United States District Court, E.D. Missouri, Eastern Division
MEMORANDUM AND ORDER
RICHARD WEBBER SENIOR UNITED STATES DISTRICT JUDGE.
matter comes before the Court on Defendants Sanofi-Aventis
U.S. LLC and Sanofi U.S. Services Inc.'s Motion to
Dismiss the New Jersey Plaintiff's Claims for Lack of
Personal Jurisdiction and Improper Venue [ECF No. 7],
Defendants Sanofi-Aventis U.S. LLC and Sanofi U.S. Services
Inc.'s Motion to Sever [ECF No. 9], Defendants
Sanofi-Aventis U.S. LLC and Sanofi U.S. Services Inc.'s
Motion to Stay [ECF No. 11], and Plaintiffs' Motion to
Remand [ECF No. 19].
Barbara Addelson and Dorethea Braxton
(“Plaintiffs”) filed a petition in the Circuit
Court of the City of St. Louis, Missouri, alleging Defendants
Sanofi S.A., Aventis Pharma S.A., Sanofi-Aventis U.S.
Services Inc., and Sanofi-Aventis U.S. LLC manufactured,
marketed, and sold a defective and unreasonably dangerous
pharmaceutical drug, Taxotere, causing permanent
alopecia. ECF No. 5. Plaintiffs assert nine counts
against Defendants: (1) Strict Liability; (2) Manufacturing
Defect; (3) Design Defect; (4) Failure to Warn; (5)
Negligence; (6) Breach of Express Warranty; (7) Breach of
Implied Warranty; (8) Negligent Misrepresentation; and (9)
Fraud. ECF No. 5. On August 4, 2016, Defendants Sanofi U.S.
Services, Inc. and Sanofi-Aventis U.S. LLC
(“Defendants”) removed the matter to this Court
on the basis of diversity jurisdiction. Subsequent to
removal, Defendants filed a Motion to Dismiss, Motion to
Sever, and Motion to Stay. Plaintiffs filed a Motion to
Remand. Defendants Sanofi S.A. and Aventis Pharma S.A. have
not been served.
purposes of this Motion to Dismiss, the Court accepts as true
the following facts alleged in Plaintiffs' Complaint.
Great Rivers Habitat Alliance v. Fed. Emergency Mgmt.
Agency, 615 F.3d 958, 988 (8th Cir. 2010). Plaintiff
Barbara Addelson (“Plaintiff Addelson”) is a
citizen of St. Louis County, Missouri. From November 2010,
through March 2011, Plaintiff Addelson took Taxotere in the
City of St. Louis, pursuant to a doctor's prescription to
treat breast cancer. Plaintiff Dorethea Braxton
(“Plaintiff Braxton”) is a citizen of New Jersey.
From December 2008, through May 2009, Plaintiff Braxton took
Taxotere, pursuant to a doctor's prescription to treat
Sanofi S.A. is a corporation, organized and existing under
the laws of France, with its principal place of business at
54 Rue La Boetie, 75008, Paris, France. Defendants Aventis
Pharma S.A., Sanofi-Aventis U.S. Services Inc., and
Sanofi-Aventis U.S. LLC are wholly-owned subsidiaries of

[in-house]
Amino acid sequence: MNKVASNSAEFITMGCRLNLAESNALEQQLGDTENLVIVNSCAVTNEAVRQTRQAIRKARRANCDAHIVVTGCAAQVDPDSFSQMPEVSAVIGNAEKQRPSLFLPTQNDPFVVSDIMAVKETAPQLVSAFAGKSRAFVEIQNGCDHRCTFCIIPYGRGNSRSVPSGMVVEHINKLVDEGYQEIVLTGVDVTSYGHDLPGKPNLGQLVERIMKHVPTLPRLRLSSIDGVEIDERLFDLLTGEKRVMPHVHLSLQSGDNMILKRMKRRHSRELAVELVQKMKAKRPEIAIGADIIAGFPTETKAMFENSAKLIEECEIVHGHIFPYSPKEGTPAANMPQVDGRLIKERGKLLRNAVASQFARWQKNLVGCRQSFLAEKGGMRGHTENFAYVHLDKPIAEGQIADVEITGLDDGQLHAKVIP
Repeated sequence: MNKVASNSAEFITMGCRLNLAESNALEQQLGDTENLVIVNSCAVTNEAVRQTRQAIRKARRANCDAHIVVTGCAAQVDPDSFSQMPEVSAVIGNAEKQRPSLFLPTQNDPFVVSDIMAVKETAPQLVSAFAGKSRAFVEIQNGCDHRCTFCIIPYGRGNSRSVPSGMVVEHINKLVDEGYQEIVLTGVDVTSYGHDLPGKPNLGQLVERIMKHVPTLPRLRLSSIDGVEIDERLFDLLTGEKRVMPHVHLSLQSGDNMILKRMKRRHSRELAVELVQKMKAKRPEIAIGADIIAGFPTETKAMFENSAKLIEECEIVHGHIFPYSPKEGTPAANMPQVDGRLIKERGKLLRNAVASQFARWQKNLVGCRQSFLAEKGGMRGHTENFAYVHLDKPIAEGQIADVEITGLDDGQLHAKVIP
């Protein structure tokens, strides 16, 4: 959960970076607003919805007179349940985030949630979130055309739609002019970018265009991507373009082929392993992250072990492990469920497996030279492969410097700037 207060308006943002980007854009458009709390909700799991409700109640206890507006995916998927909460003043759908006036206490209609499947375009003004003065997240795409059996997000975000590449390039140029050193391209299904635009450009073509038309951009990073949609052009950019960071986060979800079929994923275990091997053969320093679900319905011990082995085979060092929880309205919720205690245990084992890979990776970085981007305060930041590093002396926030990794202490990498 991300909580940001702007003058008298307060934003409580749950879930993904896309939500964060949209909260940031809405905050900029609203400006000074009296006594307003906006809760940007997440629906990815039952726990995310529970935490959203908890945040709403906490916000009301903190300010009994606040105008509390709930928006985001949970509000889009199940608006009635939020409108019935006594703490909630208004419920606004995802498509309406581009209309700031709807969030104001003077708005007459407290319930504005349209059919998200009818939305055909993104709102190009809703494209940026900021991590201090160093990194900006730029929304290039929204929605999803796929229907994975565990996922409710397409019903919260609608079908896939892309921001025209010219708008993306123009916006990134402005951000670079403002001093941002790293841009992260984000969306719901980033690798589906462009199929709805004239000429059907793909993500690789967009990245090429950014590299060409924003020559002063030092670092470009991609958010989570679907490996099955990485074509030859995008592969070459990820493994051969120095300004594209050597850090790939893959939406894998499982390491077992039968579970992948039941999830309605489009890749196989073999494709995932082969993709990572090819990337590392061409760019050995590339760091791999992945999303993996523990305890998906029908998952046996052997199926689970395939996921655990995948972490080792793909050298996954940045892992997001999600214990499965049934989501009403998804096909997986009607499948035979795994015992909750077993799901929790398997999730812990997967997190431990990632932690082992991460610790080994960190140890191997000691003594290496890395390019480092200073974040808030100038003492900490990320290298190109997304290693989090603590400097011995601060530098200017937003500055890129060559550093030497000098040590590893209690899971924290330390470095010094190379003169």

Defendant Sanofi S.A. Defendant Aventis Pharma S.A. is a
corporation, organized and existing under the laws of France,
with its principal place of business at 20 Avenue Raymond
Aron, 92160, Antony, France. Defendant Sanofi-Aventis U.S.
Services Inc. is a Delaware corporation, with its principal
place of business at 55 Corporate Drive, Bridgewater, New
Jersey, 08807. Defendant Sanofi-Aventis U.S. LLC is a
Delaware limited liability company, with its principal place
of business at 55 Corporate Drive, Bridgewater, New Jersey,
08807. All Defendants were engaged in the business of
research, designing, testing, formulating, inspecting,
labeling, manufacturing, packaging, marketing, distributing,
producing, processing, promoting, and selling Taxotere in St.
Louis, Missouri, and the United States. Defendants
Sanofi-Aventis U.S. Services Inc. and Sanofi-Aventis U.S.
LLC, have been licensed to do business in Missouri, and
maintained a registered agent in the State of Missouri,
during all relevant time periods.
ORDER OF THE MOTIONS
their various motions, responses, and replies, the parties
argue the merits of the issues, but also assert arguments
regarding which motion should be decided first. Plaintiffs
argue their Motion to Remand and a determination of subject
matter jurisdiction should be addressed by the Court before
Defendants' Motion to Dismiss and issues of personal
jurisdiction. Defendants argue the opposite.
a federal court first resolves doubts about its jurisdiction
over the subject matter” of a case before addressing
personal jurisdiction issues. Ruhrgas AG v. Marathon Oil
Co., 526 U.S. 574, 578 (1999). However, there are
circumstances in which a court may first address personal
jurisdiction, such as when personal jurisdiction is
straightforward while subject matter jurisdiction is
“difficult, novel, or complex.” Id. at
Guillette v. PD-RX Pharmaceuticals Incorporated, the
Western District of Oklahoma held the question of personal
jurisdiction was straightforward because it concerned issues
of sufficiency of contacts and the consequences of
registration to do business in a state, whereas the subject
matter jurisdiction inquiry was complex because it included
the doctrine of fraudulent misjoinder, which the Tenth
Circuit Court of Appeals had not adopted or rejected. No.
5:15-CV-00564-R, 2016 WL 3094073 at *2 (W.D. Ok. Jun. 1,
2016); see also In re Testosterone Replacement
Therapy Prods. Liab. Coordinated Pretrial Proceedings,
164 F.Supp.3d 1040, 1045-46 (N.D. Ill. 2016).
same situation has occurred here. The personal jurisdiction
question is straightforward, while the issue of subject
matter jurisdiction is more complicated, due to the doctrine
of fraudulent misjoinder. Therefore, this Court will first
address the issues of personal jurisdiction before
MOTION TO DISMISS
assert, in their Motion to Dismiss, Plaintiff Braxton's
claims must be dismissed for lack of personal jurisdiction.
Defendants argue Plaintiff Braxton is from New Jersey and
there are no allegations connecting her claims to Missouri.
Further, Defendants contend they also have no connections to
Missouri. In the alternative, Defendants contend Plaintiff
Braxton's claims should be transferred, because the
Eastern District of Missouri is an improper venue for
litigation of her claims. Plaintiffs assert personal